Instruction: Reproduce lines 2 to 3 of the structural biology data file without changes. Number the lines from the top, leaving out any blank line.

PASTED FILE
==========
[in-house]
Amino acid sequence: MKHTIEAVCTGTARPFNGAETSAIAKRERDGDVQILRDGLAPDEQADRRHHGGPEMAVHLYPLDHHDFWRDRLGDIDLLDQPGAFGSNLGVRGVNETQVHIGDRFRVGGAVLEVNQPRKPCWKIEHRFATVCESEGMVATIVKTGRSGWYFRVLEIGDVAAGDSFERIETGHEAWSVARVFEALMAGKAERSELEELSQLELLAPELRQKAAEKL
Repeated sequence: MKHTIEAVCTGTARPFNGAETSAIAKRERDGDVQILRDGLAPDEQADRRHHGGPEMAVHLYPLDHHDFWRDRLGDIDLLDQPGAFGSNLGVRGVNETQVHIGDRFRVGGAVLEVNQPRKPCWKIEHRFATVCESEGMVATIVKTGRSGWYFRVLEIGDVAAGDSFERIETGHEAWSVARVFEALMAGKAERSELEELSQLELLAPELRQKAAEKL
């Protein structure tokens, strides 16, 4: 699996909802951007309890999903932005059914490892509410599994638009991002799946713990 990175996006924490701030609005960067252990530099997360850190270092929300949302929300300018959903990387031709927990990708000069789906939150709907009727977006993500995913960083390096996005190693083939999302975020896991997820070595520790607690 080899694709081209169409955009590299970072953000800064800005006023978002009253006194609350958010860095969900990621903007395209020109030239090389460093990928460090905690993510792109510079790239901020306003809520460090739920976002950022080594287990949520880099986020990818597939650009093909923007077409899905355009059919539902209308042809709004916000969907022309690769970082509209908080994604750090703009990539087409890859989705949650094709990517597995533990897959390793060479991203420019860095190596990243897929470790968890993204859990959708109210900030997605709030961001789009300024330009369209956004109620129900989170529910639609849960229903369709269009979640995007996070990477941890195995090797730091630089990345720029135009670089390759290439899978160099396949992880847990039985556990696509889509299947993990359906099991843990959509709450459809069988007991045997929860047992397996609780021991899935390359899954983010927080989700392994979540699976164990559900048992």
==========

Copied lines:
Amino acid sequence: MKHTIEAVCTGTARPFNGAETSAIAKRERDGDVQILRDGLAPDEQADRRHHGGPEMAVHLYPLDHHDFWRDRLGDIDLLDQPGAFGSNLGVRGVNETQVHIGDRFRVGGAVLEVNQPRKPCWKIEHRFATVCESEGMVATIVKTGRSGWYFRVLEIGDVAAGDSFERIETGHEAWSVARVFEALMAGKAERSELEELSQLELLAPELRQKAAEKL
Repeated sequence: MKHTIEAVCTGTARPFNGAETSAIAKRERDGDVQILRDGLAPDEQADRRHHGGPEMAVHLYPLDHHDFWRDRLGDIDLLDQPGAFGSNLGVRGVNETQVHIGDRFRVGGAVLEVNQPRKPCWKIEHRFATVCESEGMVATIVKTGRSGWYFRVLEIGDVAAGDSFERIETGHEAWSVARVFEALMAGKAERSELEELSQLELLAPELRQKAAEKL